It is starting to feel a bit like last winter with these back to back snowfalls - not nearly as extreme, but enough to keep the Saturday Morning Walkers inside drinking coffee. Yesterday, Christie, Andrea, Laila, Mary, Barb, Jan and I stayed warm at the Dragonfly Cafe in Louisville.
Andrea recommends John Grisham's first non-fiction book The Innocent Man: Murder and Injustice in a Small Town - sounds like a chilling story of an innocent man wrongly convicted of a crime.
John Grisham tackles nonfiction for the first time with The Innocent Man, a true tale about murder and injustice in a small town (that reads like one of his own bestselling novels). The Innocent Man chronicles the story of Ron Williamson, how he was arrested and charged with a crime he did not commit, how his case was (mis)handled and how an innocent man was sent to death row. Grisham's first work of nonfiction is shocking, disturbing, and enthralling--a must read for fiction and nonfiction fans. We had the opportunity to talk with John Grisham about the case and the book, read his responses below. --Daphne Durham
Andrea's son Scott read and recommends Cormac McCarthy's novel, The Road.
From Publishers Weekly
McCarthy's latest novel, a frightening apocalyptic vision, is narrated by a nameless man, one of the few survivors of an unspecified civilization-ending catastrophe. He and his young son are trekking along a treacherous highway, starving and freezing, trying to avoid roving cannibal armies. The tale, and their lives, are saved from teetering over the edge of bleakness thanks to the man's fierce belief that they are "the good guys" who are preserving the light of humanity. In this stark, effective production, Stechschulte gives the father an appropriately harsh, weary voice that sways little from its numbed register except to urge on the weakening boy or soothe his fears after an encounter with barbarians. When they uncover some vestige of the former world, the man recalls its vanished wonder with an aching nostalgia that makes the listener's heart swell. Stechschulte portrays the son with a mournful, slightly breathy tone that emphasizes the child's whininess, making him much less sympathetic than his resourceful father. With no music or effects interrupting Stechschulte's carefully measured pace and gruff, straightforward delivery, McCarthy's darkly poetic prose comes alive in a way that will transfix listeners.
Website of the Week: www.Shelfari.com - this is another site to catalog books you've read and share them with others in the online community. It is similar to www.librarything.com which I use and really like. Check them both out.
Podcast of the Week: http://www.npr.org/rss/podcast/podcast_detail.php?siteId=4985903 - NPR's Morning Edition's Holiday Story of the Day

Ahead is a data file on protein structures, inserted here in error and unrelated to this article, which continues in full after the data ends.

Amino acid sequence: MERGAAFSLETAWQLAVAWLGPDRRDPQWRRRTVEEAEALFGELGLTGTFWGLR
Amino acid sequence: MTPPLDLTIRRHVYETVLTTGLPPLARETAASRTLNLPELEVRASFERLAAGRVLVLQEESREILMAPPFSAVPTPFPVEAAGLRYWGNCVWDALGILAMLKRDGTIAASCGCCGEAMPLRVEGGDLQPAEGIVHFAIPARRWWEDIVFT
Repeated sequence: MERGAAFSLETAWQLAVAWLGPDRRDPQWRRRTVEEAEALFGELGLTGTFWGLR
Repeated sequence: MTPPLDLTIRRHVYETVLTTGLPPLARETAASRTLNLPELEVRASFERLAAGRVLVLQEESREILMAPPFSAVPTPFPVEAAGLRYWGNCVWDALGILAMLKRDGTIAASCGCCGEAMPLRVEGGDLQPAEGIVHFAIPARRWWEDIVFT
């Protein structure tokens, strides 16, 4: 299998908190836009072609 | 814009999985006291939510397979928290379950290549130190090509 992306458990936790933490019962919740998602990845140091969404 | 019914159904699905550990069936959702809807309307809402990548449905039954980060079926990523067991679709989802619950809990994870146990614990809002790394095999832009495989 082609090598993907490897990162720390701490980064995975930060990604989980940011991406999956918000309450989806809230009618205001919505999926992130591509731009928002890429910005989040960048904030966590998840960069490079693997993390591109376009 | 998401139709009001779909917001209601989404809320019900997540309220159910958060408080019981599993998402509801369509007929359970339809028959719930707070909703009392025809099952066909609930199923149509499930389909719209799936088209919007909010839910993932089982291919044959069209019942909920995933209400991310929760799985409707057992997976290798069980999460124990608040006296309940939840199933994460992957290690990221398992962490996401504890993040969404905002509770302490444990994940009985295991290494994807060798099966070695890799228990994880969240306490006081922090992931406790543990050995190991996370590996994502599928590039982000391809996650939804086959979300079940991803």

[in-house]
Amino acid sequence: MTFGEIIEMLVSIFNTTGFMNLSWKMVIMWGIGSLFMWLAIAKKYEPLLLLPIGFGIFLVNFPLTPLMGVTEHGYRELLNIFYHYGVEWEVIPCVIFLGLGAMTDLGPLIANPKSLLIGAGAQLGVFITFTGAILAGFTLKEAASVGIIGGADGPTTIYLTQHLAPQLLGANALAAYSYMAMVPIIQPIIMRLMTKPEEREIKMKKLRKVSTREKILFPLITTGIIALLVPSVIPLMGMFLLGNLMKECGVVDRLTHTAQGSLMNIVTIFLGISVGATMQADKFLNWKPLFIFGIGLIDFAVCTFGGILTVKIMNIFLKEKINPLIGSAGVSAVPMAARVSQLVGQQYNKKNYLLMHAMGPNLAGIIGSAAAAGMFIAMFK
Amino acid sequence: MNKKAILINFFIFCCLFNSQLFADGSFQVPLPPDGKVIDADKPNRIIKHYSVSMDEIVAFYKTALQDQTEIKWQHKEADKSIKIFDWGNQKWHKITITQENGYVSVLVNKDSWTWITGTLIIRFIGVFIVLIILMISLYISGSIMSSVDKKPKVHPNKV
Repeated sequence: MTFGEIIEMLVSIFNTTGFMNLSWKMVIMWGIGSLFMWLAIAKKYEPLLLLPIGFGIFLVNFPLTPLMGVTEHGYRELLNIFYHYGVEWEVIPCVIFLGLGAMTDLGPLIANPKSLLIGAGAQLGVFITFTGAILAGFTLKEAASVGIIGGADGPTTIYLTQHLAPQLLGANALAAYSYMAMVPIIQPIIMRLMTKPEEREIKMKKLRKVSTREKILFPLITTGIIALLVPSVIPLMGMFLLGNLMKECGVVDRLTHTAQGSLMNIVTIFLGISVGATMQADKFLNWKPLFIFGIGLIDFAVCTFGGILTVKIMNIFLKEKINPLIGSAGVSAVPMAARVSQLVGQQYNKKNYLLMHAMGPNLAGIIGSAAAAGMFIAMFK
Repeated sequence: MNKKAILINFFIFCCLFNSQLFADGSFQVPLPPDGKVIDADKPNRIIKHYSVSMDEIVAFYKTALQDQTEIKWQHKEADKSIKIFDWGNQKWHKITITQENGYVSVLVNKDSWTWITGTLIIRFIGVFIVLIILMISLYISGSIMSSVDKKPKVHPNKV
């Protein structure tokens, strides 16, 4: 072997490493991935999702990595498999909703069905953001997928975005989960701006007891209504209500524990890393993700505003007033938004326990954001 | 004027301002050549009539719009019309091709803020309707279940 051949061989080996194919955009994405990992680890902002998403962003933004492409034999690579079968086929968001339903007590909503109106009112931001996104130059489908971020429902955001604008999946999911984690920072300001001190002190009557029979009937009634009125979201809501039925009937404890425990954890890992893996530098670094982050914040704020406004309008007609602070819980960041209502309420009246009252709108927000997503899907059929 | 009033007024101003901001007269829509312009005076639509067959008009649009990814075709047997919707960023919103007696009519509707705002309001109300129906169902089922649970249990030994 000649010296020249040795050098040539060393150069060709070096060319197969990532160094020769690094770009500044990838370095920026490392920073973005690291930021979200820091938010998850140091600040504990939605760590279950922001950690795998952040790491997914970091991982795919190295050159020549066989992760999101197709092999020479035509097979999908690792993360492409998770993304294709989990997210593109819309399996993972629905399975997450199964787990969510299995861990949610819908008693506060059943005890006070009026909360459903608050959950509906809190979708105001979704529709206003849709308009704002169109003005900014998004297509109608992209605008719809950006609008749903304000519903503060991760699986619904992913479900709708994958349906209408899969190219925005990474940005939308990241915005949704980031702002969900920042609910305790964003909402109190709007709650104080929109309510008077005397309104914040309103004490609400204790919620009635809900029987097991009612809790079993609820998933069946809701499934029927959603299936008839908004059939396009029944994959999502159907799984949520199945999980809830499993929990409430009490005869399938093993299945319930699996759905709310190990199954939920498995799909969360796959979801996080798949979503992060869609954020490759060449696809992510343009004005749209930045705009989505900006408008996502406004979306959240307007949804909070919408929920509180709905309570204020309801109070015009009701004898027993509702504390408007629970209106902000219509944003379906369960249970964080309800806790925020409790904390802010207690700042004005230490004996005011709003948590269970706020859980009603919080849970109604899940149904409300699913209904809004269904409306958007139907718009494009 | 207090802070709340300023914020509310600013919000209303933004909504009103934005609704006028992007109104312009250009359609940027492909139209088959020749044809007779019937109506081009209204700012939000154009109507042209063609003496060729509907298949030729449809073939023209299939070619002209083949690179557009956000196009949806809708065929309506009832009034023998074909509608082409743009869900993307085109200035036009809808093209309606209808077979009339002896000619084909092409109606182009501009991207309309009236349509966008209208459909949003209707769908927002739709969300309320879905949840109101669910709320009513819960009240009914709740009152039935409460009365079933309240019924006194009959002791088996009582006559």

Vocabulary Word of the Week - apocalyptic
also apoc·a·lyp·ti·cal \-ti-kəl\
1 : of, relating to, or resembling an apocalypse 2 : forecasting the ultimate destiny of the world : prophetic 3 : foreboding imminent disaster or final doom : terrible 4 : wildly unrestrained : grandiose 5 : ultimately decisive : climactic
— apoc·a·lyp·ti·cal·ly \-ti-k(ə-)lē\ adverb
Cooking and Dining Report:
Restaurant recommendation from Barb - the new Sobo restaurant in the Table Mesa Shopping Center (in the strip facing Broadway) - hip and trendy has arrived in South Boulder!
No website yet but here's a brief description that I found - "SoBo Bistro opened recently in South Boulder's Table Mesa Shopping Center. They use organic, sustainable and local ingredients where possible to create new American dishes. The official address is 657 South Broadway, but that's not as important as knowing which shopping center it is in; 303-494-SOBO.'
Restaurant recommendation from Jack and Susan - in Littleton, Cafe Terracotta, a lovely cafe that we went to this morning with Mae (Jack's mom) for breakfast - it is a very warm and charming place with a great menu - they do serve breakfast, lunch and dinner. http://restauranteur.com/cafeterracottalittletoncom/
Some recipes to share - I made this recipe from Pino Luongo and Mark Stausman, Fresh Pasta with Meatballs and Mushrooms - so tasty and just a bit different from the usual spaghetti and meatballs. Note that I didn't use the pasta they suggest, I used store-bought spaghetti and I also used panko breadcrumbs. http://pinoluongo.wordpress.com/2007/11/06/fresh-pasta-with-meatballs-and-mushrooms/
Libby and David had a wonderful birthday dinner party last night - here are a few of the yummy dishes she served to her friends:
Emeril Lagasse's Lobster Roll - http://www.foodnetwork.com/food/recipes/recipe/0,,FOOD_9936_20191,00.html
Ina Garten's Sagaponack Corn Pudding - http://www.foodnetwork.com/food/recipes/recipe/0,1977,FOOD_9936_23371,00.html - Libby described this as decadent and when you see the list of ingredients, I'm sure you'll agree!
Spinach Balls with Mustard Sauce - a Wadle family favorite - I found the original recipe at this site - http://www.cooks.com/rec/view/0,191,157163-243193,00.html
A Random Tip! If you still have packages to mail out, a couple of suggestions to avoid the long lines at the post office or the mail box stores - there's a postal sub-station at the Ace Hardware Store at the BaseMar Shopping Center at Baseline and Broadway - the store is usually empty!
Also, there are a couple of obscure mailbox stores - I go to one at the Lucky's shopping center at Quince and Broadway - they're just never crowded.
For those of you who live outside of Boulder, I'm sure there must similar places in your neighborhood.
We're pretty excited about heading out to L.A. this coming Thursday to spend Christmas with Jexy, Joe and Jacob. We'll also be with Joe's mom, Barbara and her husband, Morrie for Christmas Day.
I'll try to check in with you all next week but not sure that will happen.
Enjoy the holiday - stay healthy and safe!